In this viewpoint paper, the authors are tackling criticism to the limits of invasive imaging modalities for identification and treatment of vulnerable plaques. They believe in the clinical usefulness of invasive imaging modalities for identification of vulnerable plaques, and are suggesting an explanation for the suboptimal results of past studies, that failed to demonstrate a correlation between interventional treatment of vulnerable plaques, and reduction of hard clinical endpoints. Vulnerability studies have been based, so far, on the detection and measurement of plaques lipid content, because of its ease. However, the search for lipid “lakes” as a single common causal feature of acute coronary syndromes does not seem sufficient to identify patients at risk of adverse events. New imaging studies provided the rationale for improving clinical outcomes, adopting a more comprehensive assessment of target plaque morphology. There is little rationale in pursuing a functional assessment of coronary lesions to predict myocardial infarction. Recent studies are further confirming this hypothesis, suggesting that the clinical benefit of the fractional flow reserve-guided strategy is simply due to a significant reduction in the rate of repeated revascularizations, with no significant differences in the incidence of hard endpoints. There is a need to develop new randomized studies, requiring a feasible number of patients, to test the superiority of an approach based on vulnerable plaque sealing and treatment.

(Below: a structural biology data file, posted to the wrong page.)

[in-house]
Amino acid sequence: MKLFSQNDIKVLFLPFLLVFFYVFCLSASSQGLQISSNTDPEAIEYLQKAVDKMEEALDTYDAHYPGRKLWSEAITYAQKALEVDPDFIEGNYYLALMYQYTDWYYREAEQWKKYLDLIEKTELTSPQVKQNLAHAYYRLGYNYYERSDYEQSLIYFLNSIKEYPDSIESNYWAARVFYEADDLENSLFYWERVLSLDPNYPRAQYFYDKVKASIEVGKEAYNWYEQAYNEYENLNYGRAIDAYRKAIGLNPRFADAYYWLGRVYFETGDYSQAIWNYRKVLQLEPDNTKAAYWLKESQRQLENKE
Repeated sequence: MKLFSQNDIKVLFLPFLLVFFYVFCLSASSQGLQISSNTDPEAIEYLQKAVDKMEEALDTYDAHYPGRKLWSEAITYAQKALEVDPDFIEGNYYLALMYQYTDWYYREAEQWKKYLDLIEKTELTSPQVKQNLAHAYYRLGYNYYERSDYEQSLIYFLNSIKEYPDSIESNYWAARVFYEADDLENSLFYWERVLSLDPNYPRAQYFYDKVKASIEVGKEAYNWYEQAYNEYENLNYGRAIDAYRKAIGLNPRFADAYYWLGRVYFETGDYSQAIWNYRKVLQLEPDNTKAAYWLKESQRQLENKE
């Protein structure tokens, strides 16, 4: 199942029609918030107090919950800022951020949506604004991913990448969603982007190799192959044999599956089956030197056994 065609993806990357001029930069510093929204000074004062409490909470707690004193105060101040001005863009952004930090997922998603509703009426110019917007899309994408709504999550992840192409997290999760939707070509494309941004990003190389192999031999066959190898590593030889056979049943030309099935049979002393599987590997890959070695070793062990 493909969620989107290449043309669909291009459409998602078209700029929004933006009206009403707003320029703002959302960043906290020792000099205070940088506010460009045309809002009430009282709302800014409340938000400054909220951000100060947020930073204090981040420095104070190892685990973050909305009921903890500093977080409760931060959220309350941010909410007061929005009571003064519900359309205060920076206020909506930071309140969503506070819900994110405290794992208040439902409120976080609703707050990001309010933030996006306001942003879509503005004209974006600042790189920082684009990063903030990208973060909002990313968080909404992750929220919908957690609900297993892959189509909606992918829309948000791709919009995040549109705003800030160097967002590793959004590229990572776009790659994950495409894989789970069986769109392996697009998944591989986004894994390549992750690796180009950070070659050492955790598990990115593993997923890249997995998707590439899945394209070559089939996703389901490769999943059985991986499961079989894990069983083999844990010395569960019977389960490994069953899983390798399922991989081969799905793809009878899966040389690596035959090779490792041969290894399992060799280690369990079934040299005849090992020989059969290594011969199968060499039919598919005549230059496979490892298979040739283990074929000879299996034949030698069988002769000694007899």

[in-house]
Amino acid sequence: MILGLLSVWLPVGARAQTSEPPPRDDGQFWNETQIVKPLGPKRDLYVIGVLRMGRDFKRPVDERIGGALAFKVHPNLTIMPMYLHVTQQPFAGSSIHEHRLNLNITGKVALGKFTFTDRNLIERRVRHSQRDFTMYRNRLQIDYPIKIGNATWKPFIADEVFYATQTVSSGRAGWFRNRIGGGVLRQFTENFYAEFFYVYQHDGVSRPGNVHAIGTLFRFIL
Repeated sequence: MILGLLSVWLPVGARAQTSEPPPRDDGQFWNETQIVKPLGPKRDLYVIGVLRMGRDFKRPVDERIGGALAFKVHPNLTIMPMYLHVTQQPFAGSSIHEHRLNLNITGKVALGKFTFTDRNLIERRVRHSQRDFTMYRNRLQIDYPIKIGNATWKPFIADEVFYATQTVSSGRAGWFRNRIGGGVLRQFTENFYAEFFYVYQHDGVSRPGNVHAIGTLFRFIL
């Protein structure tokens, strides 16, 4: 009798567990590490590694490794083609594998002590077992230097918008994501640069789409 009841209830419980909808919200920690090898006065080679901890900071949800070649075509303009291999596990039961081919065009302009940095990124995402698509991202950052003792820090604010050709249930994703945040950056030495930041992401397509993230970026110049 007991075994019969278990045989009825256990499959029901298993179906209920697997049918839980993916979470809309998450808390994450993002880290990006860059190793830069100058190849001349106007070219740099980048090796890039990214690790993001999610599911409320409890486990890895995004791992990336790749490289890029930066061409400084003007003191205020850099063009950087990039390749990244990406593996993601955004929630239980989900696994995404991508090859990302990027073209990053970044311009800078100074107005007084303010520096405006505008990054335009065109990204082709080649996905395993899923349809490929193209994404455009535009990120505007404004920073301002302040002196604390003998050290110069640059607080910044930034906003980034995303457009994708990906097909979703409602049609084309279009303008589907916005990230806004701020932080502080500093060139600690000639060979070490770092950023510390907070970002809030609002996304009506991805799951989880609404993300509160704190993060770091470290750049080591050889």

- fractional flow reserve
- percutaneous coronary intervention
- vulnerable plaque
ASJC Scopus subject areas
- Cardiology and Cardiovascular Medicine